MLK Day Learning Resources for Every Age

Last updated: January 12, 2022, at 12:31 p.m. PT

Originally published: January 10, 2022, at 5:32 p.m. PT

learning resources

The Y has a history of equity, commitment to community and Black liberation going back decades. 

Amid racist laws and attitudes, which made it difficult for people of color to move freely and safely about the country, simple things like driving, eating out, or trying to find a place to sleep became calculated risks for non-white people. In the 1860s, Ys became a refuge when they began offering safe and affordable housing, laundry, and public kitchens to young men moving to cities from rural areas. 

“Facilities included gyms, auditoriums, and hotel-like rooms,” writes Hannibal B. Johnson. "Notable African American leaders, including Malcolm X, Dr. Martin Luther King Jr., and former U.S. Ambassador Andrew Young, sought safe haven at the Y.” 

As a child, Dr. King also sought safe haven at the Y. It was at the Atlanta, Georgia Y that he learned to swim. 

Dr. King and the Y 

MLK Day provides us with the opportunity to learn more about ourselves as a nation and community and challenges us to seek ways to be better.  

As an organization, we are committed to centering antiracist, equitable work at the core of all our efforts, by placing those most impacted by racism and furthest from opportunity at the center of our work.  

Our focus on culturally responsive, trauma- informed intersectional equity work is led by the Equity and Justice Center of Excellence, which has carried out internal equity and justice trainings, healing circles, and ongoing equity and justice assessments of all our programs, to help us establish long term goals. 

In this spirit, we honor the story of Dr. King that is rarely told in a quick meme: his lesser known yet very pivotal shift into what he called the triple threat to justice.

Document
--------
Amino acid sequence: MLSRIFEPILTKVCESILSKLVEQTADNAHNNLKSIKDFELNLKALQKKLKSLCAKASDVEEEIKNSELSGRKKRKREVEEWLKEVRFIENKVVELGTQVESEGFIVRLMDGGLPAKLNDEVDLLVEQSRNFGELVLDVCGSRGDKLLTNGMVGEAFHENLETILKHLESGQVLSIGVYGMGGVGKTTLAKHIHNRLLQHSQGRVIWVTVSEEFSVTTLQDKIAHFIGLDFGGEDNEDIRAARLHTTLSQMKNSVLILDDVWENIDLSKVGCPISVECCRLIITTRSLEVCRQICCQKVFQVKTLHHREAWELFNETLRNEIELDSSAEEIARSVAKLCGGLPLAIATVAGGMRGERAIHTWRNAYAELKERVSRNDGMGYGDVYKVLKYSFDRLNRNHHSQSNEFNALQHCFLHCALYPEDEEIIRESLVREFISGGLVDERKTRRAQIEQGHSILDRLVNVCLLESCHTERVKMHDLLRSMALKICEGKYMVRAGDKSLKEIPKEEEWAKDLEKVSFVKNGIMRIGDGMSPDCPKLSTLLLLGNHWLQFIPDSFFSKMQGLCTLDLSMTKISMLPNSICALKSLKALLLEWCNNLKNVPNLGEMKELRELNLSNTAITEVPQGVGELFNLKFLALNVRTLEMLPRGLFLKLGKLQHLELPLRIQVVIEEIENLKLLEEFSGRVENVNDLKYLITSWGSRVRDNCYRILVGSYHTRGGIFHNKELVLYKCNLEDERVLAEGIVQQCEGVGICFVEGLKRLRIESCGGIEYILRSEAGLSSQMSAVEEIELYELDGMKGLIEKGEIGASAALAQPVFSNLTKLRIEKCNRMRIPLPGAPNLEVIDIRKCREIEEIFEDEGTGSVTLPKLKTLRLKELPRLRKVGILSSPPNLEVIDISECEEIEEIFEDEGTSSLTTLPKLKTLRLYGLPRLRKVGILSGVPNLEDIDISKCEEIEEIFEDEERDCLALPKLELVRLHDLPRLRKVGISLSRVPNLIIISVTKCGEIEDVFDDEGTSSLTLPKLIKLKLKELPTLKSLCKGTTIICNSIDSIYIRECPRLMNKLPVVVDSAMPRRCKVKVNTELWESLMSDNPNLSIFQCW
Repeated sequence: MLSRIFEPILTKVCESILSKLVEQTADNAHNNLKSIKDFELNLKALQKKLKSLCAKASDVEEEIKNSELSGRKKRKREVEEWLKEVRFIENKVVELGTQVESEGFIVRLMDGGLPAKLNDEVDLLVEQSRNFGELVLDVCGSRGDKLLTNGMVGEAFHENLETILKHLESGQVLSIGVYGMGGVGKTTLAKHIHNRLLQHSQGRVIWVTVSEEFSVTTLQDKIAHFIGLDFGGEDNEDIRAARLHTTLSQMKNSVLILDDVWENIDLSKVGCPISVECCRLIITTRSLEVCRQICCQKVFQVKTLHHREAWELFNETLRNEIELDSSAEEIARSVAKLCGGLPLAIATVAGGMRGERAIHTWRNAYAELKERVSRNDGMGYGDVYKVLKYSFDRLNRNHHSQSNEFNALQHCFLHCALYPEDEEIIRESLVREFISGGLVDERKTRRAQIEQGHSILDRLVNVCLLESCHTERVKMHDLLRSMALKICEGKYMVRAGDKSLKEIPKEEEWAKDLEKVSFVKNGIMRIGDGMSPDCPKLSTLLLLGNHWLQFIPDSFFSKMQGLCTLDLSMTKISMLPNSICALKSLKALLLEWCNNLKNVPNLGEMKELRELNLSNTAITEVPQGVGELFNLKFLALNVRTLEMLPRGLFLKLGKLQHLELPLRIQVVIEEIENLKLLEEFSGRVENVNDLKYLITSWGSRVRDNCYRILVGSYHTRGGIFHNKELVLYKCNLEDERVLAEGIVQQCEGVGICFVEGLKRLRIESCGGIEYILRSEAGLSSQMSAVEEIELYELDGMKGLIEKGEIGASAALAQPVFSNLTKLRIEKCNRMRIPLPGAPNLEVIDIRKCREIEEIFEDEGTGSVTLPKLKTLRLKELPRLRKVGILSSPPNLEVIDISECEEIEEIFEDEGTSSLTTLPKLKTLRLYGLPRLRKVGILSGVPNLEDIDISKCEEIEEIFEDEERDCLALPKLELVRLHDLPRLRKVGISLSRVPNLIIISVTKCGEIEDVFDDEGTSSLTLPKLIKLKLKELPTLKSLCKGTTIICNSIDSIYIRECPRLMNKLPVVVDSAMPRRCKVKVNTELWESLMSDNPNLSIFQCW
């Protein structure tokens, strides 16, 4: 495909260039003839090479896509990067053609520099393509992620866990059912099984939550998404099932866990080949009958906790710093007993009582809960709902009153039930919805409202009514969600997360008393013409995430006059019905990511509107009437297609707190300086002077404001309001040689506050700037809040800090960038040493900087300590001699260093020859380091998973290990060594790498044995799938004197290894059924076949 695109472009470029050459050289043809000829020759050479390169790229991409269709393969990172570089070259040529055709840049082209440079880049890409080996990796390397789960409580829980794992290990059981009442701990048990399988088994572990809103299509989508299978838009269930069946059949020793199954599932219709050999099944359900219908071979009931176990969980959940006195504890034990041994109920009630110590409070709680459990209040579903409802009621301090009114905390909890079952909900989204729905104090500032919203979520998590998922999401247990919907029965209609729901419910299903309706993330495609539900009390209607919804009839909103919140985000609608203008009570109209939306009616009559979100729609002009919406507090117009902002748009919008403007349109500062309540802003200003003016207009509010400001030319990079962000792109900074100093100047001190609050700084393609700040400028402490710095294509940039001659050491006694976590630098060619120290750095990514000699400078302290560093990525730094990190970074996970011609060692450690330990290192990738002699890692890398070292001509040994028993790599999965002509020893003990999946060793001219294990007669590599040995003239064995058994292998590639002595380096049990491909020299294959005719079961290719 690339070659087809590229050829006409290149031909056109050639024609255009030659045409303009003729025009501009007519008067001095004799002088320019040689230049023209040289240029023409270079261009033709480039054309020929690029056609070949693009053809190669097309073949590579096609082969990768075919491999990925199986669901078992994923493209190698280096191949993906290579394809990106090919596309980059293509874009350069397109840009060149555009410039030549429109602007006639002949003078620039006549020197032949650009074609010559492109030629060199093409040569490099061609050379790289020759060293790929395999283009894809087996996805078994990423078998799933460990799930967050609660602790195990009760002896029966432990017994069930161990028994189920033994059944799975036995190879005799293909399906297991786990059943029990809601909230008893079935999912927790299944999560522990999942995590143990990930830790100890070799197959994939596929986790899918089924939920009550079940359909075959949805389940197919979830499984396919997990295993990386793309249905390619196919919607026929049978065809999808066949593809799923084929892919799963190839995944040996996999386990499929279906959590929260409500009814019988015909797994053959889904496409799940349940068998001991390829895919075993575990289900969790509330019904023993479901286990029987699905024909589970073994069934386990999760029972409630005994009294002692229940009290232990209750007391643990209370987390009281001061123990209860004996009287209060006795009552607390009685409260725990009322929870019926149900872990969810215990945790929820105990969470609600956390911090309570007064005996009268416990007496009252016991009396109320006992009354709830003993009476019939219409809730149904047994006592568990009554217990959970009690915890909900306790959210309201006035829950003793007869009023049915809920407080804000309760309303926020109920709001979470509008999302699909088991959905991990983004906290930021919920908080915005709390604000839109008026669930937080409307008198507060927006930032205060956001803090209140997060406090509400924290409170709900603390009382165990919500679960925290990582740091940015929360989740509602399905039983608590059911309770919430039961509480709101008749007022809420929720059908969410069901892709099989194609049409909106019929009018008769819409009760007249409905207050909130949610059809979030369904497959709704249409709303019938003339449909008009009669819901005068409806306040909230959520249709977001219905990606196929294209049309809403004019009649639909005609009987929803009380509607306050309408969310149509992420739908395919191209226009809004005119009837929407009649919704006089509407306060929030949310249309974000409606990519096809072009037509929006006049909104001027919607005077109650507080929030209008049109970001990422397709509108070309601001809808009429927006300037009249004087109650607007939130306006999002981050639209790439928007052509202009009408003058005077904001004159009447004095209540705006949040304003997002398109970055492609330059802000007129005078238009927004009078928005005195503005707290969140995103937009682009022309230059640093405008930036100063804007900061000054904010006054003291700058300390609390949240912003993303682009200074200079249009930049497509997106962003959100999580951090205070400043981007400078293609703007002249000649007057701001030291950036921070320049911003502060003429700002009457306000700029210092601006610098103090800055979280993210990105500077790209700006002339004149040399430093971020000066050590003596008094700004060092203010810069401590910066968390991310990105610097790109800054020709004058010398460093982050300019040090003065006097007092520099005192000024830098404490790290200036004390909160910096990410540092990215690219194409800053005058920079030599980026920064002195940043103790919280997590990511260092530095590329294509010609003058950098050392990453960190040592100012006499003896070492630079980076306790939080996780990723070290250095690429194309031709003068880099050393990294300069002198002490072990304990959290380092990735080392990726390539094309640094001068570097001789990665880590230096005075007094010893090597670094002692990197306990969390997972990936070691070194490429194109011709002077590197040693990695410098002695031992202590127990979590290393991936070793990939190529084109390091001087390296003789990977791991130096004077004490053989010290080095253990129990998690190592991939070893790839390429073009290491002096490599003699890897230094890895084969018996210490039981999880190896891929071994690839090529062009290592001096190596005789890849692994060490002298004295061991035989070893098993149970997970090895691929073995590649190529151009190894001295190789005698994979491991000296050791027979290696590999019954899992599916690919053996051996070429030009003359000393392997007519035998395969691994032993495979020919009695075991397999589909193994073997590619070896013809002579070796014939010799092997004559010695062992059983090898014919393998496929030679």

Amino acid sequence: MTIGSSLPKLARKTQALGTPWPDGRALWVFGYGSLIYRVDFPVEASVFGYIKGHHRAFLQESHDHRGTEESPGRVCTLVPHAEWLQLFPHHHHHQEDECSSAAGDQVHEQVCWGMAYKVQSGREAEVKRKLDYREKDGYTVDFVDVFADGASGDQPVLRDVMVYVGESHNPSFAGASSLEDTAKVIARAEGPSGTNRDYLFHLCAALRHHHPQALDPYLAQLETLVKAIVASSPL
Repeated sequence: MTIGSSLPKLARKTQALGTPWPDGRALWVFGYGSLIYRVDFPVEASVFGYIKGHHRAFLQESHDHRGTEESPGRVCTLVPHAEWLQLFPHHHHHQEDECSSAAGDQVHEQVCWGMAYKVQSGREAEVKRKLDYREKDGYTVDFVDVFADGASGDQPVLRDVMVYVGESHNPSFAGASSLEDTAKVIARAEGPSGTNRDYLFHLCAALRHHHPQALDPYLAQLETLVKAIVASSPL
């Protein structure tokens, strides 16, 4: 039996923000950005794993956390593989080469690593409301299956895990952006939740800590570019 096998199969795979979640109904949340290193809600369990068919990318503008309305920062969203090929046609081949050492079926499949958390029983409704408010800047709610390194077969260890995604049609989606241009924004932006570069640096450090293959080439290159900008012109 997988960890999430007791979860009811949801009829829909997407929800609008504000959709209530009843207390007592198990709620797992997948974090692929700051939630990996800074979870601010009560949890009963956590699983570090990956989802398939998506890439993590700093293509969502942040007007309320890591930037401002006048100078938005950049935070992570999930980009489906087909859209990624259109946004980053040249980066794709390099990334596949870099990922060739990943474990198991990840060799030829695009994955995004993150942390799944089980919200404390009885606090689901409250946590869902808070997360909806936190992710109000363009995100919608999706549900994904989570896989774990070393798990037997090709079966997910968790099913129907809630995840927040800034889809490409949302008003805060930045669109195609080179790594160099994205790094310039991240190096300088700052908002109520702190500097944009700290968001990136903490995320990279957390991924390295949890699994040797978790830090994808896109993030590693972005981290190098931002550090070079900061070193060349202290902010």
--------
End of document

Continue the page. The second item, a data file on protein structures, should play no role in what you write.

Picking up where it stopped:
Dr. King’s three keys to a more equitable society 

Dr. King began sharing his understanding of how global policies (like the polices that led to the Vietnam War) and domestic policies (like Jim Crow) are inextricably linked, with both carrying the same messages of economic oppression, war, and racism. Only through addressing the root causes behind these three areas, and his belief that oppressed people can change systems and institutions that hold racism, poverty and militarism, can real equity and justice be obtained for all

This is the real dream, and one that can still be achieved today. 

To do this work, the Y is committed to learning, inviting others in to engage with anti-racist work, and advancing equity and justice for all. 

Today, we invite you to walk with the Y, and embrace new learning and volunteering opportunities. 

Through a curriculum, amassed from Black activists, scholars, educators, and connectors, we invite you to explore Dr. King’s story, his dream, and how it connects to our current day struggles and triumphs.  

Broken down by age range and where one might feel they fall on the racial identity continuum, these learning aids incorporate local, national and global voices. 

Our choice to lift Black scholars' voices is intentional and directly linked to Dr. King’s understanding of economic justice, racial justice, equitable justice and global justice. 

As you navigate these readings, we invite you to continue the learning by engaging with us on social media. Did you learn something new? Did something spark a memory you want to share? Do you have additional questions or readings you’d like us to consider for our next update? Let us know using #MLK of Facebook, Twitter, LinkedIn and Instagram, and let’s continue the learning and discussion.